The MSc which will be offered by the University of Southampton's School of Electronics & Computer Science (ECS) in October this year, builds on the School's flourishing MSc programme which this year attracted a record 145 students. The School has also just witnessed its largest Computer Science undergraduate intake since the dot-com crash.
The new MSc in Artificial Intelligence is research-led and incorporates both traditional and state-of-the art aspects of AI and Machine Learning, opening the path to many different subject areas and technologies.
‘AI and Machine Learning are becoming ever more prevalent in our society,’ said Dr Craig Saunders, Joint Course Leader. According to Dr Saunders, millions of people are already familiar with some of the scenarios where AI technologies are already employed, such as: web search, weather prediction, financial forecasting and 'personal recommended items' on shopping and music websites.
‘There is also much potential for these techniques in bio-informatics and chemo-informatics where proteomics and genomics are benefiting from novel algorithms; as well as spam filtering, opponent AI in modern computer games, and of course, robotics.’ said Dr Saunders.
The course will enable participants to study the fundamentals of all aspects of intelligent algorithms with the freedom to choose options and specialise where desired. Topics in the course cover a skill base which is in very high demand from the academic research community as well as a wide range of industrial companies covering sectors from biotechnology to finance.
‘The school has been very active in this area and conducting world-class research for some time and has many researchers working in various elements of Artificial Intelligence, including Intelligent Agents, Machine Learning, Game Theory, Evolutionary Algorithms, Complexity Science, Biometrics and Machine Vision among others,’ said Dr Saunders. ‘We have had a strong AI component to our undergraduate degree for many years, with many students electing to focus on this aspect in their third year project, including the recent success of Richard Jones and LastFM who used collaborative filtering techniques to recommend music to listeners.’
Helene Murphy | alfa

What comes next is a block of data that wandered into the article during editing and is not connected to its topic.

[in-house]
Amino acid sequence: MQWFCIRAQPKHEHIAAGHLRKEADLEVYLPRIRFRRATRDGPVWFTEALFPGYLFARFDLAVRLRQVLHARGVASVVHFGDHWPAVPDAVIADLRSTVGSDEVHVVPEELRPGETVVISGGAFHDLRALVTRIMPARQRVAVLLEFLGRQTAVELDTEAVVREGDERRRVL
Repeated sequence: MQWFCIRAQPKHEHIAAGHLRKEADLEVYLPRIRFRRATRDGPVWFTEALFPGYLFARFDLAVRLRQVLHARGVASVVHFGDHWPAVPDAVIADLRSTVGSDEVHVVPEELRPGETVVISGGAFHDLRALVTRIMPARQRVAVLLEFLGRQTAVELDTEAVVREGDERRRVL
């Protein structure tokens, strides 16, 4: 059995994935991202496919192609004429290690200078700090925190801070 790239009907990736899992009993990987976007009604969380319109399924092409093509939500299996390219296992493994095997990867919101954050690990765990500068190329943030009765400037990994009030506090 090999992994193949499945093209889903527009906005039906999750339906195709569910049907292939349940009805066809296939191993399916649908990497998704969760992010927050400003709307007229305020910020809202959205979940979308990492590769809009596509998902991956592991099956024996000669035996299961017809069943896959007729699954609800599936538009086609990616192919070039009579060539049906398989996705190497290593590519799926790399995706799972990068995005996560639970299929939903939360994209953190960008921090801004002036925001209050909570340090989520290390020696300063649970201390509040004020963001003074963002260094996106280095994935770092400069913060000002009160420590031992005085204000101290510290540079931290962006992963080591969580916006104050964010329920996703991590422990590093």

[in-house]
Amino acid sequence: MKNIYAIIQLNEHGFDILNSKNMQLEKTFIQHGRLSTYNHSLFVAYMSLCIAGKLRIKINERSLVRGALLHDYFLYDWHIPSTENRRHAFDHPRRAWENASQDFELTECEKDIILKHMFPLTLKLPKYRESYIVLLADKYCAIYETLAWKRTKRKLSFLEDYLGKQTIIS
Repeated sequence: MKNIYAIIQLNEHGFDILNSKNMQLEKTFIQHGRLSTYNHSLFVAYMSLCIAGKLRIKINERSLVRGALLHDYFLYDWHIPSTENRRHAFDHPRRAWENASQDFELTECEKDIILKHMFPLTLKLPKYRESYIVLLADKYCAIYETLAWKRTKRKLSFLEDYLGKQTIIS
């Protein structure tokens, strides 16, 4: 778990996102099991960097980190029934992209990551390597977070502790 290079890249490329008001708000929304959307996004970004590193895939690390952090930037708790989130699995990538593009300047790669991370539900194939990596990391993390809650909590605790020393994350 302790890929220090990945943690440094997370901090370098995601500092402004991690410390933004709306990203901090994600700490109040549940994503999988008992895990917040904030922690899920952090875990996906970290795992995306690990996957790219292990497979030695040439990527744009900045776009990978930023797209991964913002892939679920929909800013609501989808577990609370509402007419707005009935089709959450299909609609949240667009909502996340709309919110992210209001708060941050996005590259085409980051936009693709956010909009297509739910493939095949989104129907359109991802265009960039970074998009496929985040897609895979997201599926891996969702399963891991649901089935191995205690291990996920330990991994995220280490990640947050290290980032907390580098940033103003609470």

Research alliance: TRUMPF and Fraunhofer IPA ramping up artificial intelligence for industrial use
06.08.2020 | Fraunhofer-Institut für Produktionstechnik und Automatisierung IPA
Novel approach improves graphene-based supercapacitors
03.08.2020 | University of Technology Sydney
Scientists at the Fraunhofer Institute for Laser Technology ILT have come up with a striking new addition to contact stamping technologies in the ERDF research project ScanCut. In collaboration with industry partners from North Rhine-Westphalia, the Aachen-based team of researchers developed a hybrid manufacturing process for the laser cutting of thin-walled metal strips. This new process makes it possible to fabricate even the tiniest details of contact parts in an eco-friendly, high-precision and efficient manner.
Plug connectors are tiny and, at first glance, unremarkable – yet modern vehicles would be unable to function without them. Several thousand plug connectors...
An international research team has found a new approach that may be able to reduce bone loss in osteoporosis and maintain bone health.
Osteoporosis is the most common age-related bone disease which affects hundreds of millions of individuals worldwide. It is estimated that one in three women...
Traditional single-cell sequencing methods help to reveal insights about cellular differences and functions - but they do this with static snapshots only...
“Core-shell” clusters pave the way for new efficient nanomaterials that make catalysts, magnetic and laser sensors or measuring devices for detecting electromagnetic radiation more efficient.
Whether in innovative high-tech materials, more powerful computer chips, pharmaceuticals or in the field of renewable energies, nanoparticles – smallest...
An international research team with Prof. Cornelia Denz from the Institute of Applied Physics at the University of Münster develop for the first time light fields using caustics that do not change during propagation. With the new method, the physicists cleverly exploit light structures that can be seen in rainbows or when light is transmitted through drinking glasses.
Modern applications as high resolution microsopy or micro- or nanoscale material processing require customized laser beams that do not change during...
23.07.2020 | Event News
21.07.2020 | Event News
07.07.2020 | Event News
06.08.2020 | Earth Sciences
06.08.2020 | Power and Electrical Engineering
06.08.2020 | Life Sciences